The first stage of Paris-Nice was a far more chaotic affair than expected, and did not culminate in a bunch sprint, but winner Démare still needed his best sprinting legs to land the result.
Having latched onto an attack from Quick-Step Floors’ Julian Alaphilippe (himself a fast finisher) 1500 metres from the line, Démare followed his compatriot’s wheel on the finishing straight, and timed his sprint perfectly to comfortably take the win.
Adam Yates wins 2017 GP Industria & Artigianato. Photo: Orica-Scott/TDW Sport
One of 2016’s major breakout stars picked up his first win of the 2017 season at the GP Industria & Artigianato in Italy, where he won a sprint between the only five riders still left after the whittling down process of the multiple ascents of the San Baronto climb.
Rouleur: Guillaume Van Keirsbulck (Wanty-Groupe Gobert)
It’s an oft-stated cycling truism that the strongest rider in a race does not always come out as the winner, and everything about the way Van Keirsbulck made no secret of his strength at Le Samyn and bullishly exposed his nose to the blustering wind suggested this might be one of those days.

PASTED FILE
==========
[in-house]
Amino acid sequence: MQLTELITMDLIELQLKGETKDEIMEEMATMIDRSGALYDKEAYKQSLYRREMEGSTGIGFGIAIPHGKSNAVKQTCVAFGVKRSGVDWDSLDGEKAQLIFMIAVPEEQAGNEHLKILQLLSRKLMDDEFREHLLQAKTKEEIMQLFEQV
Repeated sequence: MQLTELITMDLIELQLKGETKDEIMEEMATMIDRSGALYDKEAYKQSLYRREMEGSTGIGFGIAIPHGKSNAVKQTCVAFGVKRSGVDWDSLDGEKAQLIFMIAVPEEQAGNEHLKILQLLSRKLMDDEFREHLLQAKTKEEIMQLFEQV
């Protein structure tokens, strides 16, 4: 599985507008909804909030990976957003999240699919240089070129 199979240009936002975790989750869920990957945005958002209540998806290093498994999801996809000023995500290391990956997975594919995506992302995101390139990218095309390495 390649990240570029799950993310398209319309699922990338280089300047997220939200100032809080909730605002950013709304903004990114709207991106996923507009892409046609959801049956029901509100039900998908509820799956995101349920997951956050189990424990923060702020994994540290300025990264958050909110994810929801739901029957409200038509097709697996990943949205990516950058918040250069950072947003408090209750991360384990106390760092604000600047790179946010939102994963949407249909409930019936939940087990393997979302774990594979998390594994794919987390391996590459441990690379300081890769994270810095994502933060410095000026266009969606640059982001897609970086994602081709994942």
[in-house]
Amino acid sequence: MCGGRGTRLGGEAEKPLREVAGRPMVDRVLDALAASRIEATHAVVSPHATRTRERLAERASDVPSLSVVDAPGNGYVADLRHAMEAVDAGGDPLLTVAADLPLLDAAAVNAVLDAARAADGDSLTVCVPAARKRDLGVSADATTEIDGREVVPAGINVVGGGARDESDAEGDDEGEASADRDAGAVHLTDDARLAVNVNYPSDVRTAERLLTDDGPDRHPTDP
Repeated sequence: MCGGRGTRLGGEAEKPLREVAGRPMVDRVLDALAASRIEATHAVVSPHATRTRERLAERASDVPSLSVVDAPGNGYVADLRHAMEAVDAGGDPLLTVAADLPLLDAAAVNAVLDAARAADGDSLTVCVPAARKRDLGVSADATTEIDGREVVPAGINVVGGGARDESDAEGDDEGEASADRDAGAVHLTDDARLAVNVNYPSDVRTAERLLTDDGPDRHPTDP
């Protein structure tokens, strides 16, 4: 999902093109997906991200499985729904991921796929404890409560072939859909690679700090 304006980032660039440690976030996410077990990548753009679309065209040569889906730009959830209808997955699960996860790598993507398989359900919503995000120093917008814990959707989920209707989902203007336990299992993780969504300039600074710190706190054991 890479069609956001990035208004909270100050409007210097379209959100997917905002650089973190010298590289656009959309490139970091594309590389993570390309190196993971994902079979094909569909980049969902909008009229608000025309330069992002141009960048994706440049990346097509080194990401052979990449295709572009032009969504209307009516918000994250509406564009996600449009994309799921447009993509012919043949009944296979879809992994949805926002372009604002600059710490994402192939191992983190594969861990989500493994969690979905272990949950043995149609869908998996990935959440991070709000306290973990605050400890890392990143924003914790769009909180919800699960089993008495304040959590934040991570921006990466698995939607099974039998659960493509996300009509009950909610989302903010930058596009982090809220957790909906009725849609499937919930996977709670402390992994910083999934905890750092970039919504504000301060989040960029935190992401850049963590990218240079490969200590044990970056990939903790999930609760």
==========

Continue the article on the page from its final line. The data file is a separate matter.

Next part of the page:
But he made it to the finishing straight with just one rider (Alex Kirsch, WB Veranclassic Aqua Protect) for company, and the way Van Keirsbulck edged victory in painfully slow sprint to the line made it clear that Van Keirsbulck’s efforts had exhausted Kirsch even more than he himself.
Elisa Longo Borghini (Wiggiel-High5) could not have won Strade Bianche without her teammate Cordon, who gave up her bike for her leader when she crashed on one of the treacherous dirt roads.